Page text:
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Interlibrary Loan (ILL)
Photo from Firehouse Magazine.
Shortly after 6:30 AM on Sunday, June 21, 1970, fifteen cars from a 108-car freight train on the Toledo, Peoria, and Western Railroad derailed in Crescent City, Illinois. The first five cars that went off the tracks contained stable freight, including sand and paper, but the other ten cars each carried about 34,000 gallons of propane. Several of the gas tanks exploded immediately after the derailment, erupting into flames that instantly engulfed part of the town and reached several hundred feet in the air.
Crescent City Fire Chief Orvel Carlson was awake at the time of the crash and felt the heat of the explosion from his home three blocks away. Carlson and the 20-man volunteer fire department responded quickly with their two pieces of fire fighting apparatus, but their efforts were impeded as the electricity that supplied the city water pumps had been knocked out of service by the crash. The firefighters instead obtained water from the city water tower and were successfully extinguishing the flames when, about one hour after the crash, a previously intact tank exploded. The blast threw part of the tank more than 600 feet and sent many of the nearest Crescent City firefighters to the hospital with burns and other injuries. By that point, however, more than 200 mutual aid responders from 35 communities were arriving in Crescent City, bringing dozens of pieces of fire fighting apparatus from as far as 40 miles away.
Throughout the morning, firefighters attacked the flames cautiously, wary of another tank explosion. This strategy proved to be a wise one because a second tank ruptured at 9:40 AM, launching a portion of the tank more than 1,600 feet. Five minutes later a third exploded, causing half of the tank to shoot through two houses and a cement-block garage before embedding itself in a third house. While the remaining tanks eventually ruptured and burned, none exploded as dramatically as the previous ones. On the advice of government officials, the unexploded tanks were allowed to continue burning until all the fuel was consumed. The final propane fire burned out on June 23, more than fifty-six hours after the derailment. More than 60 firefighters and civilians were injured during the ordeal, but there were no deaths.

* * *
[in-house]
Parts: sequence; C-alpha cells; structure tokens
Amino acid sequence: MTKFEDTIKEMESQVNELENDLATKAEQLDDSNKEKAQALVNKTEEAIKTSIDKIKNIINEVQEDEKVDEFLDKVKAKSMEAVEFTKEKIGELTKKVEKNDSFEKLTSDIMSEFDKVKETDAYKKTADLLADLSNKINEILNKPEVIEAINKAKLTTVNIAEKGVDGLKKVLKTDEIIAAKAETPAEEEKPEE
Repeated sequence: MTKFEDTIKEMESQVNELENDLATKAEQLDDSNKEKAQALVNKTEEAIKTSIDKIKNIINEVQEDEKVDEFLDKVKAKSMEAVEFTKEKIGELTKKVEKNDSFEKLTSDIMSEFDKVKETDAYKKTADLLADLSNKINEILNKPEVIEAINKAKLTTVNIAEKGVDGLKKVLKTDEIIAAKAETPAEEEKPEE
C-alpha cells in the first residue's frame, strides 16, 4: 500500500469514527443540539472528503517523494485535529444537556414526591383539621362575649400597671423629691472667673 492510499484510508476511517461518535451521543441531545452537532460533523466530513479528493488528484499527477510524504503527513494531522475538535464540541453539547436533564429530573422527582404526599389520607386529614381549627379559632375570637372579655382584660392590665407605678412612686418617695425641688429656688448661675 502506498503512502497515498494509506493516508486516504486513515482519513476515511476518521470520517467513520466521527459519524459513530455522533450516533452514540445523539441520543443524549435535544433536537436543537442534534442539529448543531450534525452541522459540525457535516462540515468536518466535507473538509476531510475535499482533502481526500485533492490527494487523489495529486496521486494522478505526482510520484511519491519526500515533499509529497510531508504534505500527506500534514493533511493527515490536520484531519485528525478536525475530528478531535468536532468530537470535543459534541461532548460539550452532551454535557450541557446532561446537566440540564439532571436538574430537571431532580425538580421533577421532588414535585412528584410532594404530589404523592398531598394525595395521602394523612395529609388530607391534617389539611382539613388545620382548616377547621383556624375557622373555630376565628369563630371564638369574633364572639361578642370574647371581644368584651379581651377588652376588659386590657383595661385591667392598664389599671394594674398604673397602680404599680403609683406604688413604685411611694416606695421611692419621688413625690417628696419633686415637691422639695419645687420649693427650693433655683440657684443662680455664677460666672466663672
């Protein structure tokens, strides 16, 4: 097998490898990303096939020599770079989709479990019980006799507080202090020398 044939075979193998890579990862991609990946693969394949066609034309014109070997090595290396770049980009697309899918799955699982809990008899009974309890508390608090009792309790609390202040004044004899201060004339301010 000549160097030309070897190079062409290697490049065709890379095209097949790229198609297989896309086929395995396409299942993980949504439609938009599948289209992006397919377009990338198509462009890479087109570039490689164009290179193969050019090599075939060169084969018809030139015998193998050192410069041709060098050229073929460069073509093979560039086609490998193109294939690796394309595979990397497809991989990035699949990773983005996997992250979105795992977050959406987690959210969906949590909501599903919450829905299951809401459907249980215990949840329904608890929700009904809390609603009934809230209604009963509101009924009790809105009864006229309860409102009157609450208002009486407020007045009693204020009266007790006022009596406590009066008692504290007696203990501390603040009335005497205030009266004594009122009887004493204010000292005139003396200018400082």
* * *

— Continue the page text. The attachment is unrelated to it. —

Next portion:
A chemical engineer who investigated the derailment for the National Transportation Safety Board later reported that “responders were powerless” and that “something was amiss with the guidance offered these brave firefighters.” Experts believed it had been terribly risky for the firefighters to attempt to extinguish the flames using traditional methods and stated that the city was fortunate that dozens of lives were not lost, as the area should have been completely evacuated. The reports on the Crescent City derailment helped the fire service recognize that incidents involving liquefied petroleum and other hazardous materials required special tactics and training. The fire profession soon initiated an earnest examination of these issues and began developing modern hazardous materials response methods.
Summary written by Adam Groves.
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